HMT would like to welcome Jessie Creamean who has been part of the Boulder, CO team since October 2012. Jessie became involved with HMT through collaborative fieldwork with Dr. Marty Ralph's group at NOAA/ESRL during her Ph.D. research at the University of California, San Diego (UCSD). She was involved with the CalWater field campaign during the 2009-2011 winter seasons by investigating how aerosols serve as seeds for cloud formation and how they may influence precipitation in the California Sierra Nevada.As an NRC postdoctoral associate in Dr. Ralph's group, Jessie continues to investigate how aerosols form cloud droplets and ice by collecting rain and snow samples at various HMT sites in California, and chemically analyzing aerosols as insoluble residues in the precipitation using a technique called aerosol time-of-flight mass spectrometry (ATOFMS). Jessie hopes to investigate long-term links between aerosols, cloud microphysics, and meteorology in the Sierra Nevada using a combination of in situ aerosol, satellite, and radar measurements.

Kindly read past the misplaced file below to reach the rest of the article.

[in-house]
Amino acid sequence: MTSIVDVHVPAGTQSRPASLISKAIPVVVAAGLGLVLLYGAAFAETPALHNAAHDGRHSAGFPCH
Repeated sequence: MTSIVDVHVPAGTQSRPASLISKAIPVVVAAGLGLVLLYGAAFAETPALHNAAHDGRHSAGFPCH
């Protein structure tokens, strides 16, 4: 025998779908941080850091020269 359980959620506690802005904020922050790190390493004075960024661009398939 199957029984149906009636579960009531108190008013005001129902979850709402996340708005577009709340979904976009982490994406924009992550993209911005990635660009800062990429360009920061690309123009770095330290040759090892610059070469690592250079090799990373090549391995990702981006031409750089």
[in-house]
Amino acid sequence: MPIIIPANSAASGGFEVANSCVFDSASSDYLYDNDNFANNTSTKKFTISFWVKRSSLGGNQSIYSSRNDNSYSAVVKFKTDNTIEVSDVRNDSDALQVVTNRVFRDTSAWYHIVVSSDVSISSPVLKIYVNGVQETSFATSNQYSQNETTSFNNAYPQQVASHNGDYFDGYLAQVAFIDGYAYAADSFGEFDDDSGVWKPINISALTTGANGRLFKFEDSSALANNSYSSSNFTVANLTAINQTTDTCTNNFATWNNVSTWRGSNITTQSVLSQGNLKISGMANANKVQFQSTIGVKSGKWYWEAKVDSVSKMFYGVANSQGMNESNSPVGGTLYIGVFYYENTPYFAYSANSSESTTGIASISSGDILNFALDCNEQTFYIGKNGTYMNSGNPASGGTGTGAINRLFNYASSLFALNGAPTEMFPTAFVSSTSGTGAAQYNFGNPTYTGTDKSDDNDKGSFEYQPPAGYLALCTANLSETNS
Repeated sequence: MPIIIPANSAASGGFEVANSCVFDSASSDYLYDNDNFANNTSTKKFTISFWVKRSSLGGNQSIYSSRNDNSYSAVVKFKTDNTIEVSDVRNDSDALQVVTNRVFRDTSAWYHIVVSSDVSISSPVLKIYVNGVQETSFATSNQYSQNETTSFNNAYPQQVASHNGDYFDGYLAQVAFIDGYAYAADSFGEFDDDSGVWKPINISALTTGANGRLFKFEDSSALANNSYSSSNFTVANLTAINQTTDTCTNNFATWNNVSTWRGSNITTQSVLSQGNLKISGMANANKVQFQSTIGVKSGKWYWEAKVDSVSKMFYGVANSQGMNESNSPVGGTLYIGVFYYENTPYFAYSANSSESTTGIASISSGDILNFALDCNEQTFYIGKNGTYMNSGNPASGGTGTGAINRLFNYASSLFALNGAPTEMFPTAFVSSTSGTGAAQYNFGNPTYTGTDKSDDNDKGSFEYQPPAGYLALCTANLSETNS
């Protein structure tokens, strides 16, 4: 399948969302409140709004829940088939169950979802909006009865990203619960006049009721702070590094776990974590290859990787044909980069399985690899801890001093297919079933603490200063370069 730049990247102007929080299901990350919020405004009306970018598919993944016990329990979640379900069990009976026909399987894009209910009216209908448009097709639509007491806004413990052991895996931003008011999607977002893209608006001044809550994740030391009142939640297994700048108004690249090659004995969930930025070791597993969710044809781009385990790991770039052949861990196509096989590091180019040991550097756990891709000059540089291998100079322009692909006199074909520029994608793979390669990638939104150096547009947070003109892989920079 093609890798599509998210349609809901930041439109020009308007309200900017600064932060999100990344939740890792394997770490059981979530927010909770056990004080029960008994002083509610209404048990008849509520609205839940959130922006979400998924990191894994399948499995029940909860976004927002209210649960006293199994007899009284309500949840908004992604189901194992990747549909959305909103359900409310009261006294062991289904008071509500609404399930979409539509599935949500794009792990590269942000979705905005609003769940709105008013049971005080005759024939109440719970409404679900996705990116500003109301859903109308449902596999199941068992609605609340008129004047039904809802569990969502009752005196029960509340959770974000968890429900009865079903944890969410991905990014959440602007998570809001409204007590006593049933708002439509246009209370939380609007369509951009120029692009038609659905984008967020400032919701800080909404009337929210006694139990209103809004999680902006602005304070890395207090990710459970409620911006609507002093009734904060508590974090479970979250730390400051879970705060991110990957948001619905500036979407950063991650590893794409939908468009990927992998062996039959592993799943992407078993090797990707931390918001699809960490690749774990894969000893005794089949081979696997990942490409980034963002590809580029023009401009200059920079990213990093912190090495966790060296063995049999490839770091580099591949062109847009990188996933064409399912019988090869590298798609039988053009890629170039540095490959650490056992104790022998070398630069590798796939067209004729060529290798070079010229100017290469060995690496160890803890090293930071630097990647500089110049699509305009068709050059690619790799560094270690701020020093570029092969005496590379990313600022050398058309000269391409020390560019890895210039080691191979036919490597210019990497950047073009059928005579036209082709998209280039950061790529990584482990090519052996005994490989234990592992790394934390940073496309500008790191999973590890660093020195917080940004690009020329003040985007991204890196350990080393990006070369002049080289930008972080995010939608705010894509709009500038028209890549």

Jessie received a B.A.S. in Chemistry and graduated with high distinction from the University of Illinois, Urbana-Champaign in 2007. Her bachelor's thesis in inorganic chemistry titled, "Bi- and Tri-dentate Phopshine Compounds as Ligands for Metal Centers" earned her the Proctor & Gamble Research Award. Her interests in the environment and climate change led her to attend graduate school at UCSD, where she earned her Ph.D. in chemistry (specializing in atmospheric chemistry) under Prof. Kimberly Prather in 2012. Her thesis titled, "The Impact of Meteorological Conditions and Variation in Chemical Composition of Aerosols on Regional Cloud Formation" investigated aerosols as cloud seeds in various regions, such as Riverside, CA; Atlanta, GA; and a remote site called Sugar Pine in the Sierra Nevada. Her fieldwork focused on how pollution aerosols form small cloud droplets that may suppress precipitation, while dust aerosols transported far distances can form cloud ice crystals, which are generally thought to enhance precipitation. Although larger-scale dynamics play a large role in controlling precipitation location and intensity, she hopes to develop a better understanding of the role aerosols play in precipitation formation.